Before and After: A 119-Year-Old Bedroom Gets Its Groove Back

updated Mar 1, 2020
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Old houses already feel cozy and warm—and houses can feel extra cozy and deeply personal when they contain some reference to your family’s history. To say that Julia McClanahan’s home holds a lot of family history is an understatement: In 1901, her great-great-grandparents built the house—”Big Mama’s house, as it’s known around town and in the family,” Julia says. She and her husband, Zach, bought it in May 2018 and spent more than a year working with pros to restore all 3,700 square feet.

In the master bedroom, renovations cost roughly $3,000. The couple decided to pull up the carpet and refinish the original Douglas Fir wood floors, repair the plaster walls, and replace the electrical and lighting. They also moved the bathroom door over a few feet, removed a closet that had been added, repaired and tiled the fireplace, and painted the walls, ceiling, trim, and fireplace mantel.

The work’s not totally done, either: “I still plan to strip and refinish all of the doors in the bedroom and would still like to hang art above both nightstands,” Julia says.

She feels relieved to be rid of the “horrible carpet” and holes in the walls. “My favorite thing about this room is the Persian rug that I got for only $200 at an auction,” she says. “The rug truly makes the room!” She also loves how the fireplace no longer appears to disappear into the wall—thanks to both installing an oak mirror on top of it “to give height to the fireplace to make it more of a focal point of the room” and painting the mantel in Sherwin-Williams’ Homburg Gray. “It would have been nice to strip the paint off of the fireplace and refinish it,” says Julia, “but that will have to wait until I can recover from stripping another fireplace and 22 doors in the house.”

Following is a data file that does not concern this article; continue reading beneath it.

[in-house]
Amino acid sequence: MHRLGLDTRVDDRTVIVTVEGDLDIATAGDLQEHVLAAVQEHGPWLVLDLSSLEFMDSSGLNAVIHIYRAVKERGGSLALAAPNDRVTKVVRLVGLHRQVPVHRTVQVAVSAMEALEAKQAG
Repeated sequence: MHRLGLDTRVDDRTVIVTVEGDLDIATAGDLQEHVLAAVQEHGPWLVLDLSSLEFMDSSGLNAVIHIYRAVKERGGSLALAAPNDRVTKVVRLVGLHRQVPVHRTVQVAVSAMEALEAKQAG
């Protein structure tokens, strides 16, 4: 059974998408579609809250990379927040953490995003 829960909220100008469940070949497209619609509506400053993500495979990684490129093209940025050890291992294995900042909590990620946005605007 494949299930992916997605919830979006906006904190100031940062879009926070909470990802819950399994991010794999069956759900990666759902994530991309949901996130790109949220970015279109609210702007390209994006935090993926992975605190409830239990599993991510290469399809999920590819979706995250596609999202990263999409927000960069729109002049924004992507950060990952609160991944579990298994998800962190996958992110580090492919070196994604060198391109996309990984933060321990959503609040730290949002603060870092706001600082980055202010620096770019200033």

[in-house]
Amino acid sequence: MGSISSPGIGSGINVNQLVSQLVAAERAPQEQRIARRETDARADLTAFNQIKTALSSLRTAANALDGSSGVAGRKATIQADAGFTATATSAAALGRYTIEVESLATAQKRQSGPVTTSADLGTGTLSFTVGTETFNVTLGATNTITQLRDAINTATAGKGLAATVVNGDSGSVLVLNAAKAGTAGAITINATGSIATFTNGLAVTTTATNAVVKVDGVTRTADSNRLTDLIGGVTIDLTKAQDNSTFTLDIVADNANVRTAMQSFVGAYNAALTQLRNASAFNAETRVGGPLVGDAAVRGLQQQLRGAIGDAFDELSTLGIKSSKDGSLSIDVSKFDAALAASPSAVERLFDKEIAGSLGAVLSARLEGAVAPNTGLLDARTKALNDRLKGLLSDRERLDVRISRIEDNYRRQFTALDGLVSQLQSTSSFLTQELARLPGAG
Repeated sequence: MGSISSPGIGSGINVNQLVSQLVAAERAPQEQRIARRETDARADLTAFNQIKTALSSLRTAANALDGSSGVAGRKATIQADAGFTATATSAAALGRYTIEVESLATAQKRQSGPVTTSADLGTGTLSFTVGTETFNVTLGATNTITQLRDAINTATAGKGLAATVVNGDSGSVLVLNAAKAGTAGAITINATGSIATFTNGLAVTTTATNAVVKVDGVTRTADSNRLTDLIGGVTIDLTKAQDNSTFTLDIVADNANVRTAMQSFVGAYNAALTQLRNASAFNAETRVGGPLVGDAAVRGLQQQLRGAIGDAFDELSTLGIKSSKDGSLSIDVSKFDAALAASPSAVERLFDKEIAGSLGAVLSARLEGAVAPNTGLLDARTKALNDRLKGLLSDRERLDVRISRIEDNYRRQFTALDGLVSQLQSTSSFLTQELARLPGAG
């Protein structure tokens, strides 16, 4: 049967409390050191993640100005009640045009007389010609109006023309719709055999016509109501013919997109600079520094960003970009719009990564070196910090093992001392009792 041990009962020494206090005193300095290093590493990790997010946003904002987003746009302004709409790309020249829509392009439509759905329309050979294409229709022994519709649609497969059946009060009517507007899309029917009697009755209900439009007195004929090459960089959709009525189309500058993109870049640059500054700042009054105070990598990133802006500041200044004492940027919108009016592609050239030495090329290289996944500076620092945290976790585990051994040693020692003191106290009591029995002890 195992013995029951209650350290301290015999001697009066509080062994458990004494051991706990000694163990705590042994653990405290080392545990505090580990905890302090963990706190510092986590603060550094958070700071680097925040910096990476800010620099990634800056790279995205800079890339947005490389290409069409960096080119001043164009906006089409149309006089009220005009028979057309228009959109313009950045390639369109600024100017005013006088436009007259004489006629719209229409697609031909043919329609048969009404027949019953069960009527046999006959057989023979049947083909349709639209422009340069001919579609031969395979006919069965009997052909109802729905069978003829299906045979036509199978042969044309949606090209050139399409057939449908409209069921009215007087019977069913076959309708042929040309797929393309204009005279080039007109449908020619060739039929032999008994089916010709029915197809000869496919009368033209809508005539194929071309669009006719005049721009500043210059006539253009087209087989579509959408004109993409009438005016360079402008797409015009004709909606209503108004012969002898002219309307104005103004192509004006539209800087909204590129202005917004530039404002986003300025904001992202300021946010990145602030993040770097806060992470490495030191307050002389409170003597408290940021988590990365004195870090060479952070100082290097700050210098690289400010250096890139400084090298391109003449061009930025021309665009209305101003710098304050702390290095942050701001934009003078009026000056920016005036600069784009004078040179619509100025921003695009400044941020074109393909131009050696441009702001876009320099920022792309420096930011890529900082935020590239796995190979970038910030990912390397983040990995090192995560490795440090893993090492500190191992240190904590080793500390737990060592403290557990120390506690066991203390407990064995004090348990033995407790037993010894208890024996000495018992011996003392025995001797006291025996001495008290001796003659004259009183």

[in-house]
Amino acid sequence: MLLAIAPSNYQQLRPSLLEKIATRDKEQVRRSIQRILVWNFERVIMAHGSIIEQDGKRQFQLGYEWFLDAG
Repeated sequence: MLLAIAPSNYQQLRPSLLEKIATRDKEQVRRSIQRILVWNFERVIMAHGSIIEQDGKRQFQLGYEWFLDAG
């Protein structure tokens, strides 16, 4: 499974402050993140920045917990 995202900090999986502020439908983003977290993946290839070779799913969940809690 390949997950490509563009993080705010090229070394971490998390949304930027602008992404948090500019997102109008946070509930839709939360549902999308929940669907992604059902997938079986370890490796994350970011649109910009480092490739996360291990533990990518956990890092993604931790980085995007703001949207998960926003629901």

This renovation marked Julia and Zach’s second major home restoration project. For anyone else embarking on one, Julia recommends “staying true to the style of the house,” she says. “If you live in a mid-century home, your renovations should be in tune with that. If you live in a Victorian home like we do, stay true to how that home was supposed to function and flow.”